For 7-year-old Luke Nuttall, his dog Jedi is his real-life guardian.
Luke has type 1 diabetes, an autoimmune disease that affects as many as 3 million Americans and has no cure. Since Luke’s pancreas stopped producing insulin, which allows his body to get energy from food, the glucose in his blood can quickly spike high or fall low. This is especially dangerous when Luke is asleep, but Jedi can smell these changes.
Luke’s mother, Dorrie, recently shared on Facebook the story of one nighttime incident where Jedi lived up to his name. Nuttall woke up to find Jedi lying on top of her: a warning sign. Luke’s continuous glucose monitor showed that he was OK, but Jedi wouldn’t budge.
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“I knew he meant business, and the sleepy fog started to wear off,” Nuttall wrote. She pricked Luke’s finger and read 57, which was definitely low. Based on Jedi’s behavior, Nuttall guessed that Luke was dropping fast — and he was still asleep.
In over four and a half years, Luke has never woken up on his own to notice low blood sugar, which is why he relies on his parents to wake up three times a night, and on Jedi for the alerts, which often come before his monitor’s.
“Type 1 diabetes is relentless, and we need as much help as we can get,” Nuttall wrote. She was able to give Luke a glucose tab and snap a photo of Jedi in action, which went viral on Facebook. Nuttall started her Facebook page “Saving Luke – Luke and Jedi – Fighting Type 1 Diabetes Together” in 2012 to share their story.
Luke was diagnosed when he was 2.
The quest for a service dog
“The first thing they did was tell me I had to give my son a shot,” Nuttall said. “I remember my hands didn’t move out from under the table, and I kept saying ‘I don’t want to hurt him.’ They told me the insulin was going to keep him alive and healthy. This was something I had to do.”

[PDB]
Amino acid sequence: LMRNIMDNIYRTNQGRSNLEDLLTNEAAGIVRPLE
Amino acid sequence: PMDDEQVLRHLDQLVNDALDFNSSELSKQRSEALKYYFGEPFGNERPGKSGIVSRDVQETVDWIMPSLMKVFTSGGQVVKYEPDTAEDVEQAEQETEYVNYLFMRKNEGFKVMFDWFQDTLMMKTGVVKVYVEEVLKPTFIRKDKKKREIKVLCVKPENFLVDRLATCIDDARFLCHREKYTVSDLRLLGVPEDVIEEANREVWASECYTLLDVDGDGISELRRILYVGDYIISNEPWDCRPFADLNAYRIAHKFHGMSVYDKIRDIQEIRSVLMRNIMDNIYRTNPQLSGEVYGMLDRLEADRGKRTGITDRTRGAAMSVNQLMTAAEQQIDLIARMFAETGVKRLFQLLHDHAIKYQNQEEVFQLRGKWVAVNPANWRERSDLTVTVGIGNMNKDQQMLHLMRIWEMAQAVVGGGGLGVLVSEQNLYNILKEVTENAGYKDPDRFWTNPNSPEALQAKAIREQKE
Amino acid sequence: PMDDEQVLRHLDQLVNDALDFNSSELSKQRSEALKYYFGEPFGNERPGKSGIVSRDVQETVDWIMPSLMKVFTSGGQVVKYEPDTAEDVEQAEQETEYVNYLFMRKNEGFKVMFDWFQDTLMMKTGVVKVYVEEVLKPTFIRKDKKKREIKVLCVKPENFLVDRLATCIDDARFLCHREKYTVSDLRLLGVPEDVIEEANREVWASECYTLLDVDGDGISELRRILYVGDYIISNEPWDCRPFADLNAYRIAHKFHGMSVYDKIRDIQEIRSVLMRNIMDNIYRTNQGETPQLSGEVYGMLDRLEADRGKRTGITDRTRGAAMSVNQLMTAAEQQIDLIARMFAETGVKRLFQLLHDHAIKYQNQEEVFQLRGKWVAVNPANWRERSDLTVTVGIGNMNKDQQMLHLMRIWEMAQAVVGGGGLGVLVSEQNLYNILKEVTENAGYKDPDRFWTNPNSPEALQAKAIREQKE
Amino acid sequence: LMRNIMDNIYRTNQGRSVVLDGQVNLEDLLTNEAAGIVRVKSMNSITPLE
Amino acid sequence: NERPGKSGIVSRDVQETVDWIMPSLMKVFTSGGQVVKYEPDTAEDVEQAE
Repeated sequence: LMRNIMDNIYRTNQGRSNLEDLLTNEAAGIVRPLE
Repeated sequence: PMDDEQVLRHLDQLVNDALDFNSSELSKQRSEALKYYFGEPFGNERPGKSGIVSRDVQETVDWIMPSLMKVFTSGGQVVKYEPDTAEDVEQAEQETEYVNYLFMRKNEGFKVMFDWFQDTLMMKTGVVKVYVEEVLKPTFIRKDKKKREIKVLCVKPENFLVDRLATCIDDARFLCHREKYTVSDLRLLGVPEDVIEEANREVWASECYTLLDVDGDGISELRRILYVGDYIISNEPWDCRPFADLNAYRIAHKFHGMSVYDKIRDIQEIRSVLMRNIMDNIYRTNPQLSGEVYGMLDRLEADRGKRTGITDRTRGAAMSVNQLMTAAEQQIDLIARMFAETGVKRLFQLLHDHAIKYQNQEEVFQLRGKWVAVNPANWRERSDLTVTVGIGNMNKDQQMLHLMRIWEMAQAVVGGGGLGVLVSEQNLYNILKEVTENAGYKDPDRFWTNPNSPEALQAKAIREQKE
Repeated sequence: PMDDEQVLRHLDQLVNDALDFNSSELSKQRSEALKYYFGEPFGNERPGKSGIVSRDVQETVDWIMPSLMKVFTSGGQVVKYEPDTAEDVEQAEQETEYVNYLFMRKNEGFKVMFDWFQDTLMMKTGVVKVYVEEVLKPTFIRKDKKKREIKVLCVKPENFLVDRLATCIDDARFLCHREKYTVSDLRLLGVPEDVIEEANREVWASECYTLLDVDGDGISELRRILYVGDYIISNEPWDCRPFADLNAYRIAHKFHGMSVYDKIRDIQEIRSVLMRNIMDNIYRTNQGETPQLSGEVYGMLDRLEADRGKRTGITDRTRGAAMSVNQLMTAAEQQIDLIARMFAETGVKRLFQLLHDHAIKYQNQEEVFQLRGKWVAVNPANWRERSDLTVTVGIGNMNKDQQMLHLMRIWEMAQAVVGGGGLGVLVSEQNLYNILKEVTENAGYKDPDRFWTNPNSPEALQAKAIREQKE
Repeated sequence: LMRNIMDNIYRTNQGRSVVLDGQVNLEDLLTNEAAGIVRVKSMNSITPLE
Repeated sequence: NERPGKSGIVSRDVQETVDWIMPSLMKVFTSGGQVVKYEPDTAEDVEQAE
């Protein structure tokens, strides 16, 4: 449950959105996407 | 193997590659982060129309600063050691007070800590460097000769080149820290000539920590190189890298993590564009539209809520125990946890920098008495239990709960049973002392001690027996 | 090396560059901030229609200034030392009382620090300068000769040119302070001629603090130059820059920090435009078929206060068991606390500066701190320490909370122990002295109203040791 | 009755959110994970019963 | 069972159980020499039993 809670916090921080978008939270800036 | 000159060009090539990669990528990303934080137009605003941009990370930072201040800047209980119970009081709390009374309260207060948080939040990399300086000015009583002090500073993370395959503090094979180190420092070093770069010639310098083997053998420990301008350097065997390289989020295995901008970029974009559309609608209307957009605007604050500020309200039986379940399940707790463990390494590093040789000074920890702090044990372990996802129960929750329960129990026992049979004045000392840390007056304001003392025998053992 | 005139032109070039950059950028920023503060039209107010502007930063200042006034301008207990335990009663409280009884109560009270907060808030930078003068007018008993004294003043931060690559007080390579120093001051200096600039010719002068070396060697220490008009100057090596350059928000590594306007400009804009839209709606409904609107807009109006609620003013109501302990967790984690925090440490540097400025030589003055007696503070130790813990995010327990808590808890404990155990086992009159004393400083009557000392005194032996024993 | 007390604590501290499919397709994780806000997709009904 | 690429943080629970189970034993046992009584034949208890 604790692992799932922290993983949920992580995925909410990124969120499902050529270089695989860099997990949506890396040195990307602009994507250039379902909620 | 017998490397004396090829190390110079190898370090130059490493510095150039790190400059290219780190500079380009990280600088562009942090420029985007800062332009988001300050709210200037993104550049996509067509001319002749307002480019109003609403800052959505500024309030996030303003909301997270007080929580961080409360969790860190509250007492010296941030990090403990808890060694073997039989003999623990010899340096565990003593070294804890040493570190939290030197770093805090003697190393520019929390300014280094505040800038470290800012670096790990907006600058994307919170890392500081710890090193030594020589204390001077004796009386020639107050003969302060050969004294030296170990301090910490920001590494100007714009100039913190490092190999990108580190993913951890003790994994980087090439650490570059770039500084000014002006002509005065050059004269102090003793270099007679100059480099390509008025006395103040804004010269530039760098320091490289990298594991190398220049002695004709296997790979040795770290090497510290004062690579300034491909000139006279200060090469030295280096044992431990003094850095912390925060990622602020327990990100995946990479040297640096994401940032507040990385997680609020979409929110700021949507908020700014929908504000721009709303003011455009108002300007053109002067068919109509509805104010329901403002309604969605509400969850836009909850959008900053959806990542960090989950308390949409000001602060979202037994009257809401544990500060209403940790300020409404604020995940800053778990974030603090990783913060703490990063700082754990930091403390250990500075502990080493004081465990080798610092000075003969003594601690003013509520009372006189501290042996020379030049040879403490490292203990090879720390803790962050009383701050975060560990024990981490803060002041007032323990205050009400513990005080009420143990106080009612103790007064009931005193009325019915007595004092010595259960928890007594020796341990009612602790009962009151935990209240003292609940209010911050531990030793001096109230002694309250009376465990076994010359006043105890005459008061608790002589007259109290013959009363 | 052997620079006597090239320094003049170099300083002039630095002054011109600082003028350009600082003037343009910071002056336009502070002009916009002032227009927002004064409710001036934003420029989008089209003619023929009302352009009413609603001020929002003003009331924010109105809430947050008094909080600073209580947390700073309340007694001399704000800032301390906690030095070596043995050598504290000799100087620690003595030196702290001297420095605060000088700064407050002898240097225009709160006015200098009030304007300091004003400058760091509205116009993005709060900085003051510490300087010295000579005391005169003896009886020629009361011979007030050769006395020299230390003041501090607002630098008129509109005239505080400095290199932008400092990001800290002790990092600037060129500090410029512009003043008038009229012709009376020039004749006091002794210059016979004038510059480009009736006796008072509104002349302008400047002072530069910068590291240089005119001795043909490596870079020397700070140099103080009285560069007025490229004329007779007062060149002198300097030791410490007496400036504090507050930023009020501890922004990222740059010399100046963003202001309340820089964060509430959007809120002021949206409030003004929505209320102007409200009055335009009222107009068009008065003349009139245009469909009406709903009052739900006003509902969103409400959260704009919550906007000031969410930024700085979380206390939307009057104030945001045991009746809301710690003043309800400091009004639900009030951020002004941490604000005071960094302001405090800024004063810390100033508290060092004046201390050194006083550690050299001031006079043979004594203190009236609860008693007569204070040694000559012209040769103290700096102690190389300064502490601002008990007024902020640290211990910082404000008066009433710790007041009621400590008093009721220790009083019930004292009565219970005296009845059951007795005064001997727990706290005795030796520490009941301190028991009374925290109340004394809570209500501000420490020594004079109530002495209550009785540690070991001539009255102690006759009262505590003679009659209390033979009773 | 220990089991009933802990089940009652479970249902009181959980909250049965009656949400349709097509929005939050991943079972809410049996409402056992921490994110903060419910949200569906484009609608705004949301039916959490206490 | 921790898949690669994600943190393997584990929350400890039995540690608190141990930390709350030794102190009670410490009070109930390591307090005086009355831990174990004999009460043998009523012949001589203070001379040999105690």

After the diagnosis, Luke was struggling with the shots, and Nuttall was still scared. “I went online and found a service dog company that promised the moon,” she said.
After more research, she found out that the company had multiple lawsuits filed against them. She began working with a local company who offered to help her train Jedi as a puppy, but with no guarantee that he would be a service dog.
“Not every dog has the temperament to be a service dog,” Nuttall said. Fortunately for her, Jedi was the perfect match for Luke.
Although no two days are alike, Luke’s blood sugar tends to drift above or below range (below 75 and above 150) between five to eight times a day. When this happens, Jedi can smell the change in chemical composition. He grabs a bringsel — a short stick used by service dog — and brings it to whoever is home as an alert that something is wrong. Nuttall then trained Jedi to wave a paw if Luke’s blood sugar is high and to bow if it’s low.
“With every alert comes a finger prick. We confirm it, too,” Nuttall said. Sometimes Jedi will beat the blood meter by 10 minutes. In that case, Nuttall will tell him out loud that they will wait a few minutes to test Luke again.
Most importantly, when Jedi’s alert is confirmed and Luke is given treatment, the Nuttalls reward him with a “puppy party.” He gets treats, food, time with his favorite toy, a Pillow Pet shaped like a dog and lots of attention. “We make alerting fun for him,” Nuttall said.
More training to be done
Luke lives with his father, mother and three brothers in Los Angeles. For now, Jedi doesn’t go to school with Luke; instead, he’s monitored and Nuttall stays in close contact with school nurses.
Luke and Jedi have been together for three and a half years, but Jedi still requires constant training and doesn’t replace the human aspect of being the parent of a child with type 1 diabetes.
“We still set alarms every night,” Nuttall said. “It’s really hard being someone’s pancreas.” Service dogs are not the right option for everyone, Nuttall says, which is just one of the topics she discusses on her Facebook page.
“The page helped people understand that Luke would not outgrow this and that it can’t be fixed by a pill,” she said. “Luke is an active kid. He plays baseball and soccer, but he also wears a pump and has his finger pricked eight to 10 times a day.” That’s why Nuttall shares his story and works hard to encourage parents to research type 1 diabetes and its warning signs. “It’s an invisible disease,” she said.
Nuttall has high hopes for Luke and Jedi.
“When Luke is older, I want him to feel like he always has Jedi with him,” she said. “They’re great companions and absolutely love each other. When he looks back at his childhood, he may remember the shots and finger pricks, but I also want him to remember the puppy parties.”